Gower and Science.

Author/Editor
Peck, Russell A.

Title
Gower and Science.

Published
Peck, Russell A. "Gower and Science." In Ana Sáez-Hidalgo, Brian Gastle, and R. F. Yeager, eds. The Routledge Research Companion to John Gower (Oxford and New York: Routledge, 2017), pp. 172-96.

Review
The Middle English word "science," used frequently by Gower, means "learning," a concept that includes "advancements in empirical thought" (172). In this expansive overview, Peck reveals the omnipresence, for Gower, of medieval cognitive theory: how the three-lobed brain records sense impressions, then interprets them through intellect and memory, and how this theory leads to an understanding of individual perspective as the gateway to science (172, 174, 178). Thus, science may be true or false, and used or abused (173-75). Recurrently, Peck explains the often-ambiguous exempla of the CA as exercises in the cognitive labor necessary to discover right choices for a confusing world (175, 178-79, 182, 186, 187). Gower's scientific thought rests on the "triangle" of Aristotelian empiricism, Islamic science of cognition, and Christian Platonic idealism (175-76). The CA follows Boethius's DCP in its process of individual therapy through confession and dialogue (176-77). In his exempla, Gower presented men and women of science mostly sympathetically (179-80), especially Daniel, whose analytical method he honored by imitation (180-82). In CA Book VII, he followed Aristotle's anatomy of the sciences, as channeled by Brunetto Latini and the "Secreta Secretorum," with an emphasis on the ethical component of each (182-84), e.g., "Armonie" in music as paradigm for the "common profit" (184). Melding all these themes together, the CA concludes with "the science of selfhood" (187) as key to healing through "memory . . . emotion . . . cognition . . . [and] confession," especially important for the man who would be king (187-88). [LBB. Copyright. The John Gower Society. eJGN 37.2.]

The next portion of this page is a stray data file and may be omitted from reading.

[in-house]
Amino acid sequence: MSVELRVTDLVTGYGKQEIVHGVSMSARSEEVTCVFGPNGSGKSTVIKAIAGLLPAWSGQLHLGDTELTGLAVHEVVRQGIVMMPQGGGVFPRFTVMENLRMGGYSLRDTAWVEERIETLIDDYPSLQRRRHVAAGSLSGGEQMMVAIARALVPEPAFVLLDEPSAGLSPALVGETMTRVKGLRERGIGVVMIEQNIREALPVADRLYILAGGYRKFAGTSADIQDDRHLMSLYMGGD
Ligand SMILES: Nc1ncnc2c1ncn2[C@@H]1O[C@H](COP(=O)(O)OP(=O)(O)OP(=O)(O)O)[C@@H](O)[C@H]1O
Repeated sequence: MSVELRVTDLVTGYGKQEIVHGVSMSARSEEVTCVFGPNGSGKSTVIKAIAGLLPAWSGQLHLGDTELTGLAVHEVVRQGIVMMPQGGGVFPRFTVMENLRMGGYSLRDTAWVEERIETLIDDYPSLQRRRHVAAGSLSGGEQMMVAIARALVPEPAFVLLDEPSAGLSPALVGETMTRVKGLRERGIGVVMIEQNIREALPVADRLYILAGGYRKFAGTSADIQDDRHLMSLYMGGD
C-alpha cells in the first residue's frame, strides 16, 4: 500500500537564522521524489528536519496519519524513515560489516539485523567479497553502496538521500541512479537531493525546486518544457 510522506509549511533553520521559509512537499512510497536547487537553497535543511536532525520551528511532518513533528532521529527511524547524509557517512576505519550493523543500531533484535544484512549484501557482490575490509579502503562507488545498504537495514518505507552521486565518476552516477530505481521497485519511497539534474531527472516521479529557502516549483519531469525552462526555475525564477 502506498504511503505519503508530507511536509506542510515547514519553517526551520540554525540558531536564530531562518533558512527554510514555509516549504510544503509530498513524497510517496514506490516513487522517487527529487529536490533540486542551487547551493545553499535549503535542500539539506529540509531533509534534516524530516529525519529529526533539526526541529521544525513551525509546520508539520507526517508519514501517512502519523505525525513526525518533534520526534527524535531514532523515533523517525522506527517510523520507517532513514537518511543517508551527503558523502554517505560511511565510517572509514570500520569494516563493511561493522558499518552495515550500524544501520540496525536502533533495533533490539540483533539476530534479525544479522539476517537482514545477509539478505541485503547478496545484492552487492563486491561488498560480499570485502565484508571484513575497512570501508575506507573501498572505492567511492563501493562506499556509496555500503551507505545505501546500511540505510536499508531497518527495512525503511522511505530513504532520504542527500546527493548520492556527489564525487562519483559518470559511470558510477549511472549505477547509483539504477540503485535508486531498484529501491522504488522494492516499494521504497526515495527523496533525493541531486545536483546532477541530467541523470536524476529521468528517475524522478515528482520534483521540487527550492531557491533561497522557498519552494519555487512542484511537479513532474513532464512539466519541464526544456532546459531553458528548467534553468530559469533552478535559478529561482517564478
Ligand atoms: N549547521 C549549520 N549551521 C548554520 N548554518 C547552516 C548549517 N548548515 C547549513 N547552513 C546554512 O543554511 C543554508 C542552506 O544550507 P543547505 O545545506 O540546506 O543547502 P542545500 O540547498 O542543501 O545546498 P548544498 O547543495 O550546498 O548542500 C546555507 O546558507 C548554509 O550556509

Date
2017

Gower Subjects
Background and General Criticism
Confessio Amantis
Sources, Analogues, and Literary Relations